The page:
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Intussusception: Symptoms, Causes, Diagnosis, Treatments, Outlook

What is Intussusception?

Intussusception occurs when one part of the intestine folds into another part. This causes a blockage in the intestine. The blockage prevents food and waste from properly moving through. Intussusception can occur any place in the intestinal tract, but it’s most common where the small and large intestines meet.

Intussusception, also called bowel obstruction, is a potentially life-threatening condition. It affects blood supply to the intestine and can lead to tissue death. If you don’t get treatment for it, it can lead to:

  • internal bleeding
  • tearing
  • damage to the intestines
  • an infection
  • peritonitis

Intussusception is most common in children between 2 months and 2 years of age. It’s four times more prevalent in boys than in girls, according to The Children’s Hospital of Philadelphia. Older children, teenagers, and adults can also develop intussusception, but these cases are rare.

Symptoms of Intussusception

The primary symptoms of intussusception include:

  • acute abdominal pain
  • vomiting
  • nausea
  • lethargy
  • blood or mucus in the stools
  • an abdominal mass
  • constipation

The symptoms of intussusception may come and go. It’s easy to mistake intussusception for colic or other minor digestive issues. Watch for episodes of irritability, crying, and drawing up of the knees in babies or young children.

Seek medical attention if your child shows signs of abdominal pain, especially with vomiting and bloody stools.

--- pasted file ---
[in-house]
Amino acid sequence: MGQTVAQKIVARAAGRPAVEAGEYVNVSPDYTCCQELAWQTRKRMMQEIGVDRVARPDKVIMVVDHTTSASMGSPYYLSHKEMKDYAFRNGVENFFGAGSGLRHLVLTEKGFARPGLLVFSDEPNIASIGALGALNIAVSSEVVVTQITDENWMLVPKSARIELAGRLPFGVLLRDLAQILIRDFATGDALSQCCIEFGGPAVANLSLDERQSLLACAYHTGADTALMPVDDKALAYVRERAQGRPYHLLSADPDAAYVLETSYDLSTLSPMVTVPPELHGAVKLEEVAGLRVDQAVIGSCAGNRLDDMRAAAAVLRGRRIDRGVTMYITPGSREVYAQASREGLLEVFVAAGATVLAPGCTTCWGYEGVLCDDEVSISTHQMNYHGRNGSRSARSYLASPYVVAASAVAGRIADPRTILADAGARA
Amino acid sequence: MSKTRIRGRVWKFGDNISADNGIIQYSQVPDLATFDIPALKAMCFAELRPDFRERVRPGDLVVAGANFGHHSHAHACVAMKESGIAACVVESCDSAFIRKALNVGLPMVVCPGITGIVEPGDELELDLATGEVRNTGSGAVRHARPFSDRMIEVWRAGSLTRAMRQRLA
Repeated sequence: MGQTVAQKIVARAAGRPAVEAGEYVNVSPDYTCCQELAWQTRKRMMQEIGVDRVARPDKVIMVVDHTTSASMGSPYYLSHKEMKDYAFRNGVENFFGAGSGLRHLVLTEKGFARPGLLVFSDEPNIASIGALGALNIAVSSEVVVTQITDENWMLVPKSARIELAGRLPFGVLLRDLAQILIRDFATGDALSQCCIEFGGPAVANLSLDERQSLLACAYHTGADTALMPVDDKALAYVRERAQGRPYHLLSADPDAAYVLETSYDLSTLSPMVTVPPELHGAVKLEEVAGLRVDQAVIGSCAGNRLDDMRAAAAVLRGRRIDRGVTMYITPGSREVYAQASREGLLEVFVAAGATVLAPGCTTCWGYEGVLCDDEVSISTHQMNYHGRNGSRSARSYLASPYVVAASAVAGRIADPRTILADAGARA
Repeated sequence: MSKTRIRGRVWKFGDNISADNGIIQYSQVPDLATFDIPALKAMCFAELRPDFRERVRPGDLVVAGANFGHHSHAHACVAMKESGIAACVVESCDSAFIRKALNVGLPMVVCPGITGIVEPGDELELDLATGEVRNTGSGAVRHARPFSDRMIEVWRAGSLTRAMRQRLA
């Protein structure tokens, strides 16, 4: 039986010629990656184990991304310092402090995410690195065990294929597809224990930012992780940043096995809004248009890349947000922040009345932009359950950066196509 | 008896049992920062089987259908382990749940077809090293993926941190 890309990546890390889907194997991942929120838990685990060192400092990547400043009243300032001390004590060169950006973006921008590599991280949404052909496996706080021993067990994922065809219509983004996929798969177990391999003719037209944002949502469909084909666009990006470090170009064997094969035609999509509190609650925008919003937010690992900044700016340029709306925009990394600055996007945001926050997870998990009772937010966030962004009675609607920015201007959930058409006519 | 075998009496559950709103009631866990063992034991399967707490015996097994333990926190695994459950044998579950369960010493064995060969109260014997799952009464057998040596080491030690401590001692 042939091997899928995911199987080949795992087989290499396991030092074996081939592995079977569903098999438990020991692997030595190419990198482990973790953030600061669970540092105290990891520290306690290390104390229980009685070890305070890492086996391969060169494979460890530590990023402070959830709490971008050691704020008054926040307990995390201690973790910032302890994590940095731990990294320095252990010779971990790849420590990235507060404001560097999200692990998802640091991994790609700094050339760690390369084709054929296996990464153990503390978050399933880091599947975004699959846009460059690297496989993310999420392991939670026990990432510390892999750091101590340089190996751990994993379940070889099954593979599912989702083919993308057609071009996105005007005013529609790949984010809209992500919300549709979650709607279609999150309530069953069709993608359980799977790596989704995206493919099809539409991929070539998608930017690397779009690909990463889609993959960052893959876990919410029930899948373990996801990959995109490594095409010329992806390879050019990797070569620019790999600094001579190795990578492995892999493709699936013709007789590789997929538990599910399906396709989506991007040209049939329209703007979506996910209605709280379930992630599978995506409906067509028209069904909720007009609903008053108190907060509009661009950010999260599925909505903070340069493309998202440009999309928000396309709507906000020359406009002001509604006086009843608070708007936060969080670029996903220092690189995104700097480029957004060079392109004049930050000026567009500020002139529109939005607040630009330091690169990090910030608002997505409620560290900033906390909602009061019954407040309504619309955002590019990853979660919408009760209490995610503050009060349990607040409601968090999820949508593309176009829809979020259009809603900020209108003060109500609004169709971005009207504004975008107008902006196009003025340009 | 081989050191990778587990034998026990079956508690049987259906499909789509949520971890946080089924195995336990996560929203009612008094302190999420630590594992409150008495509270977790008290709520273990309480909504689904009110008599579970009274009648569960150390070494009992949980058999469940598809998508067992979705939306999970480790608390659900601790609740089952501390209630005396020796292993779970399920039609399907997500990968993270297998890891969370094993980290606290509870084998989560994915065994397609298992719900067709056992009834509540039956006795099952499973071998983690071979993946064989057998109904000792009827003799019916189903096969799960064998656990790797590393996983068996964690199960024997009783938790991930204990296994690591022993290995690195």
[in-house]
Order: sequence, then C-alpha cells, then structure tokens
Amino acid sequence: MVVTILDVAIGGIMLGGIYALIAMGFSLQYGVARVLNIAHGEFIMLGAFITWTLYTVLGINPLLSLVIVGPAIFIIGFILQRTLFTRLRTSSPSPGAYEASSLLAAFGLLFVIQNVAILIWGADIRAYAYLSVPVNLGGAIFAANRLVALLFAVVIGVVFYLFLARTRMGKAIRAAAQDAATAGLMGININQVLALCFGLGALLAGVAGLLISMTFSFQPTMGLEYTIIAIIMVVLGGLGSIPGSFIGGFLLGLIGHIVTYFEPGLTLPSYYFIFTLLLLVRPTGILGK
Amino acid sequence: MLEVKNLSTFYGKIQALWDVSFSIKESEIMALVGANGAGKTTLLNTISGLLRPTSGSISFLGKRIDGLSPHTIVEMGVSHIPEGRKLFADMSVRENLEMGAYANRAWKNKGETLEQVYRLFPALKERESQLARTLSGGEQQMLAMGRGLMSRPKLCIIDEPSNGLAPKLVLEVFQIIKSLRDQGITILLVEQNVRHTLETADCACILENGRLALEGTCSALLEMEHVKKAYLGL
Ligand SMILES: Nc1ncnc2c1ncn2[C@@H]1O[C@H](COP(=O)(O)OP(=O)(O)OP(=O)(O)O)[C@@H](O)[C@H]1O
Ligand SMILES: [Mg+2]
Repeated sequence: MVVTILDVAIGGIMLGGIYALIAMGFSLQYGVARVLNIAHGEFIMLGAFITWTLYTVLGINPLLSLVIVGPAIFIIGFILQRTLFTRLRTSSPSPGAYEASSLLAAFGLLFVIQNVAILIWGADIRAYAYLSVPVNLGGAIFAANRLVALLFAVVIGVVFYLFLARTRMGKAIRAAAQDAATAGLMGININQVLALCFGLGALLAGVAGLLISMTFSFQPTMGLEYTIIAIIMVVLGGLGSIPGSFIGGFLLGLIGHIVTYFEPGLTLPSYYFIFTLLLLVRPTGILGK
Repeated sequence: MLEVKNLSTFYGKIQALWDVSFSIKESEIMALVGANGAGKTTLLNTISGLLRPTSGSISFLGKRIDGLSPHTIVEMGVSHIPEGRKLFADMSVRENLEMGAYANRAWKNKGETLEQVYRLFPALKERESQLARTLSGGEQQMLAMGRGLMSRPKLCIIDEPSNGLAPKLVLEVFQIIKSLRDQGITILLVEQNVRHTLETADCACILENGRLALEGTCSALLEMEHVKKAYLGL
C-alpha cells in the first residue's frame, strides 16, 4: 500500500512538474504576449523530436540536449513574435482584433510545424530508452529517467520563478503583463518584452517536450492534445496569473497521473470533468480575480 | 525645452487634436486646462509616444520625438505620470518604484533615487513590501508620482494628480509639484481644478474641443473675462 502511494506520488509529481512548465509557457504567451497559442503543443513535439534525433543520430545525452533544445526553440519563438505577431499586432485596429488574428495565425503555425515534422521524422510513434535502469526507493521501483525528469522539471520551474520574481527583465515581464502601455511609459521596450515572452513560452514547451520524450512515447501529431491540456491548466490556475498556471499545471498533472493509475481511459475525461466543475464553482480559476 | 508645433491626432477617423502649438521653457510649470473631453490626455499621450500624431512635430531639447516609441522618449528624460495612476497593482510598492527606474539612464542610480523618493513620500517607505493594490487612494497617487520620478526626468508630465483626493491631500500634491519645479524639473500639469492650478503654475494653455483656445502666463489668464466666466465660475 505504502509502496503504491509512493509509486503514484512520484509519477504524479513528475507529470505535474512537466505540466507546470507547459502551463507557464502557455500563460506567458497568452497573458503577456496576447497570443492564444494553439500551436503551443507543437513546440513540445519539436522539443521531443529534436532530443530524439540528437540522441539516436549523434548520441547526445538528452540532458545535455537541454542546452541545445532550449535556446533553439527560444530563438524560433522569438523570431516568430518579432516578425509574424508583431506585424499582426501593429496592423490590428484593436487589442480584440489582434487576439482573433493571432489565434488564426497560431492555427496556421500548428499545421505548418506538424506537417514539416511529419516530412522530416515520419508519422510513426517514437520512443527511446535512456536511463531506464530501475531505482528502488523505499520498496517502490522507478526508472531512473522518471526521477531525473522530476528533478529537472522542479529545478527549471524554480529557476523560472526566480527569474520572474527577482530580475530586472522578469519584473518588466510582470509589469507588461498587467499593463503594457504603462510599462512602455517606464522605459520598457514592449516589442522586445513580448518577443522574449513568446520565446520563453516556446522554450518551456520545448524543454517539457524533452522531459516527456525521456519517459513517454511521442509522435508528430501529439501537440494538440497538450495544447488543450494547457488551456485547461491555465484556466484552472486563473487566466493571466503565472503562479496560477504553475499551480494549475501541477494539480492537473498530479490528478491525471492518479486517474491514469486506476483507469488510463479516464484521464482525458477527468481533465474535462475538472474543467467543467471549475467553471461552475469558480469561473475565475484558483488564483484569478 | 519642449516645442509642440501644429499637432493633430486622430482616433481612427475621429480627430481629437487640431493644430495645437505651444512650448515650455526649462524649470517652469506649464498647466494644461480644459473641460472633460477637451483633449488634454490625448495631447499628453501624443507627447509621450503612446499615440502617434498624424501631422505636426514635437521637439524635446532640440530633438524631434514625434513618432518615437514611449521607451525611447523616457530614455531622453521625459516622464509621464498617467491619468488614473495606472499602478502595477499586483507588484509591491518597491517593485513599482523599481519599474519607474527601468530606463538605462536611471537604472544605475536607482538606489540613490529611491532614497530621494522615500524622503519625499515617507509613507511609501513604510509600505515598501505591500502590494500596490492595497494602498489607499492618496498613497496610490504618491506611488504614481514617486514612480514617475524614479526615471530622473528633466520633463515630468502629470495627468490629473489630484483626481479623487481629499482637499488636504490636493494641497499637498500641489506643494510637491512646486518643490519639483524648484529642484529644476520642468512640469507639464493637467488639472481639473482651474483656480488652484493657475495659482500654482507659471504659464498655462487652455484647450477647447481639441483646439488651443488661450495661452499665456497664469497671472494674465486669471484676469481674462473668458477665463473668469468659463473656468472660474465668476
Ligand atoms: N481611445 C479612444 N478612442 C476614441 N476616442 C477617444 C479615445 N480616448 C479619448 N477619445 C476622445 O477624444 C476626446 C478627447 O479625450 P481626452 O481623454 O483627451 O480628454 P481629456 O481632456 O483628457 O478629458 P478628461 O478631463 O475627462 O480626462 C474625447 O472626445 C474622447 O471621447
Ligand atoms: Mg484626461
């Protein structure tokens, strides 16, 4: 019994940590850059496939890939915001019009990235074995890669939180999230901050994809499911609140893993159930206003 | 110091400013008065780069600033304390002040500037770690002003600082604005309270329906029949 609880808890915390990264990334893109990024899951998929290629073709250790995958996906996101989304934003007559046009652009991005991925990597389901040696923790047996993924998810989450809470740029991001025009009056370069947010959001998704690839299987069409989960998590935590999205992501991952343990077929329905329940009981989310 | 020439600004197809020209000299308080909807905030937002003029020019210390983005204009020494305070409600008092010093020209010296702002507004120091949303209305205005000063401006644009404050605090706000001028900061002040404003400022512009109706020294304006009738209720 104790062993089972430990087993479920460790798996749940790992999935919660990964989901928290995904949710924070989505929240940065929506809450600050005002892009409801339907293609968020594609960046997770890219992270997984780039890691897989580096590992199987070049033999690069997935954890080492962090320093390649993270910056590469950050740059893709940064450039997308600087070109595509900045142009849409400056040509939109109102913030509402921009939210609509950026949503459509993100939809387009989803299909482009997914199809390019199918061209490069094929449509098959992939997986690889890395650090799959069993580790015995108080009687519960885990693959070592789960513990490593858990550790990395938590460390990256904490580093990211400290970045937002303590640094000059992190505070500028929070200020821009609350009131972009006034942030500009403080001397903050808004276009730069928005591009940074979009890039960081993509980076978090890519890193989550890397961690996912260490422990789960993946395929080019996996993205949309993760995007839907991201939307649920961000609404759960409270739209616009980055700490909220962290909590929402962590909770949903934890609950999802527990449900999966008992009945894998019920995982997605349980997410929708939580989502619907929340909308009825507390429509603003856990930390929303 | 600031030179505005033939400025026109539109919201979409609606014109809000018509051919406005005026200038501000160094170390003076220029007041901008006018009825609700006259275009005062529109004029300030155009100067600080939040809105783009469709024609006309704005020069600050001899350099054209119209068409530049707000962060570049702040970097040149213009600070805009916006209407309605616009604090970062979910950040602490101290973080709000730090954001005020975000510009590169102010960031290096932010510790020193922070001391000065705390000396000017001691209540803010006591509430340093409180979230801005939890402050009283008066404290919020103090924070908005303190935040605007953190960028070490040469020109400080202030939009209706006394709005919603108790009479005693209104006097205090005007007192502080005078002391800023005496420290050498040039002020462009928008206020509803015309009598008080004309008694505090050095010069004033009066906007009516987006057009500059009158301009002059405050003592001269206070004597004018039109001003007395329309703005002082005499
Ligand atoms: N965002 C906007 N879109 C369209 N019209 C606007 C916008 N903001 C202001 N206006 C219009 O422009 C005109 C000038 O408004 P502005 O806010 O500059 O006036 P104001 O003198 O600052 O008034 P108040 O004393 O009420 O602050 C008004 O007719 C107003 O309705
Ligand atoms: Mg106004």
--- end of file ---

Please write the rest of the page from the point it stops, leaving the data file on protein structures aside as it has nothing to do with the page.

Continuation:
Causes of Intussusception

Often, doctors don’t find the cause of intussusception. However, the following are known causes:

  • intestinal surgery
  • polyps
  • tumors
  • a viral infection
  • inflammation

Causes of intussusception in older children and adults often occur due to tumors, inflammation, and other conditions.

Diagnosing Intussusception

The doctor will first do a physical examination and look for a mass in the abdomen. An X-ray or ultrasound may help to confirm intussusception. The doctor may introduce fluid or air into the rectum via an enema. The fluid will show contrast for an X-ray, which will help them identify blockages in the intestines.

Treatment for Intussusception

An enema is the first step in treatment. In fact, an enema for diagnosing intussusception may also help to treat it. Pressure from the air or fluid may cause the intestine to correct itself. The result of an enema treatment might not last, so people usually stay in the hospital overnight for observation.

Surgery is another treatment option. Intussusception surgery involves either a large incision or a small incision and a camera. This is called laparoscopic surgery. The type of surgery depends on the location and severity of the obstruction.

Surgery for intussusception may include removal of the affected section of intestine. The surgeon then reconnects the intestine with sutures.

Outlook for Intussusception

Most people with intussusception recover normally if they seek treatment early enough. If left untreated, intussusception can be life-threatening.

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